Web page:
Why do you think China spent $150 billion this year on upgrading their military with the emphasis on the Navy? Why is Australia building a fleet of air-warfare ships with the most advanced air offense and defense capability? Why is Australia adding 11 new submarines to its fleet? Why is Saudi Arabia buying $60 billion in advanced weapons from the U.S.?

These countries are preparing for the next chapter in global conflict, the resource wars. Australia is trying to make it harder for China to invade and take all of its resources back to China. Australia is a big country with a small population. They correctly see the writing on the wall suggesting they are a target for takeover.

China has been preparing for the last ten years for the coming resource shortage. They have been buying reserves of everything from iron ore, copper, oil, etc, all over the world. China is not doing this so they can sell it at higher prices later. They are doing it to lock up those supplies for their own use. They are rapidly upgrading their navy and air force so they can protect those assets once the shortages begin.

This is just one chapter in the coming resource grab. As developing countries reach for a middle class lifestyle their demand for oil and resources expands exponentially. This will cause sharp increases in crude demand and in the price for crude. Once oil passes triple digits again many countries will not be able to afford it. They will lash out in the only way they know to try and take oil and minerals from other countries.

The coming resource squeeze will be more damaging to the global economy than the subprime crisis because everyone on the planet uses oil. Not everyone invested in subprime mortgages. This oil shortage will force normally sane countries to grasp at straws to provide for their citizens but with insufficient supplies the only way to acquire oil will be to pay an outrageous price or take it by force.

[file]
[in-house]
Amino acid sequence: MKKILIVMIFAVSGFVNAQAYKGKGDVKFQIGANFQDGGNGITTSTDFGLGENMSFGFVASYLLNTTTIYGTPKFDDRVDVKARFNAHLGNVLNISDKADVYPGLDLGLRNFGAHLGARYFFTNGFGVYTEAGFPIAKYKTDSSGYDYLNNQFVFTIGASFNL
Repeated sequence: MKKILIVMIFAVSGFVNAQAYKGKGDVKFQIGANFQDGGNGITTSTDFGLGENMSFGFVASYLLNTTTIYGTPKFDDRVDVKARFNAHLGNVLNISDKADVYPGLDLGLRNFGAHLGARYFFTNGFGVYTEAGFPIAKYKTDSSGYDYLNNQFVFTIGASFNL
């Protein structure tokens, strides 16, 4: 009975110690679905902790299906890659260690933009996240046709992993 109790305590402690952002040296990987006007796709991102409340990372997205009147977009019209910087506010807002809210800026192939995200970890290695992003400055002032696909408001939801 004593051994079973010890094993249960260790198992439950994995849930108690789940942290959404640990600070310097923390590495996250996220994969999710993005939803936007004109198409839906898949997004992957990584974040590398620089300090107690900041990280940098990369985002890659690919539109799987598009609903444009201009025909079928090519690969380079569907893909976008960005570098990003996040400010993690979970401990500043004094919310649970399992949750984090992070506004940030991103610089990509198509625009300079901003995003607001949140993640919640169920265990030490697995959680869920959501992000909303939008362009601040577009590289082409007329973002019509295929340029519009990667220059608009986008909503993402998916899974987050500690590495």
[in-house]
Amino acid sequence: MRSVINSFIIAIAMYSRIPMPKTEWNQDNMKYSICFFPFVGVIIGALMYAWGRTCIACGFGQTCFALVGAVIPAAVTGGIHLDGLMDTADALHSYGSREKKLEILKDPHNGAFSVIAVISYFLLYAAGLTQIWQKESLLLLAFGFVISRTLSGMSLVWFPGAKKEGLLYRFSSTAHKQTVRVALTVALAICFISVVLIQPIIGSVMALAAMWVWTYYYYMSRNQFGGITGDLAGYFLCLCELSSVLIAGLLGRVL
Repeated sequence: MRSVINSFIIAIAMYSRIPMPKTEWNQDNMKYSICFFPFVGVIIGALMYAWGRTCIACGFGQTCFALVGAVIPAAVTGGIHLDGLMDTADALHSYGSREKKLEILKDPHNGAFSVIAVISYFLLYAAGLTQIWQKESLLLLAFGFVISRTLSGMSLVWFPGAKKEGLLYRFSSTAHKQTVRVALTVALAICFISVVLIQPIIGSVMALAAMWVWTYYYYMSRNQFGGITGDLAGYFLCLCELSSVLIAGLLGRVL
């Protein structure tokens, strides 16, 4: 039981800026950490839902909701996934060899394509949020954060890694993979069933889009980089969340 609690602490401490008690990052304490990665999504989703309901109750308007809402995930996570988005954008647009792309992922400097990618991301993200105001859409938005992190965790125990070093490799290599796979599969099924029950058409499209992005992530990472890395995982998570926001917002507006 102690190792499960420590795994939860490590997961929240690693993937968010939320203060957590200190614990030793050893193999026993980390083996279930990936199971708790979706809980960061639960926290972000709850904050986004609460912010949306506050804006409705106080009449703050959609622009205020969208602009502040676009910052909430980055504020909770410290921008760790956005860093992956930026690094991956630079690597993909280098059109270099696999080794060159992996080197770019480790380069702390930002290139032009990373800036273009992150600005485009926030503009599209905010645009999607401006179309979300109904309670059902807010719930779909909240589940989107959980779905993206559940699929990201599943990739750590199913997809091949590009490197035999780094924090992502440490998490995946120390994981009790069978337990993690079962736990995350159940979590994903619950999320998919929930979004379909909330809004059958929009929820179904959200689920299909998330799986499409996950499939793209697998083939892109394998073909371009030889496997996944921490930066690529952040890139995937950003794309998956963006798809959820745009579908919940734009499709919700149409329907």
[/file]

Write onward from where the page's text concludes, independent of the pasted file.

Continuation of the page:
I am sure you are reading this and thinking "maybe at some point in the future this could happen." What you probably don't know is that this future is very near. Current estimates for peak oil are as close as 2012 if OPEC excess capacity claims are bogus or as late as 2014 if they are true. Let's assume they miss it by two years or even four years. That means serious problems for the global economy well before the decade is over.

Since the U.S. is the largest consumer by volume of oil at 22 million barrels per day we will be impacted the most. This does not mean that all 22 mbpd disappears but maybe only 2 or 3 mbpd. Even that small amount is a 10% shortage and will be toxic to the U.S. economy. If demand is 2 mbpd more than supplies it won't take very long before riots break out and civil disobedience becomes commonplace. How will your life change if your gasoline allotment dropped by 20% the first year and continued in a downward spiral every year after that? I guarantee you can count on it.

Most studies predict a rapid decline in available oil once peak oil is confirmed. Countries with a small resource base, say exports of 200,000 to 300,000 bpd will quickly halt exports to save that oil for their own citizens. Once one or two countries take this step there will be a dozen to follow. That will put a serious crimp in the 90 mbpd of pre peak production. When you net it down it becomes not the amount of oil produced but the amount of oil exported that matters. It is not the number of barrels in the ground but the rate of flow out of the ground and into waiting tankers. That export flow is going to shrink dramatically in the first 24 months after the confirmed peak. No country is going to want to run out of oil because they sold it to someone else.

Resource wars are coming and I would be very surprised if we did not see it before the decade is over. Well before the decade is over.

Jim Brown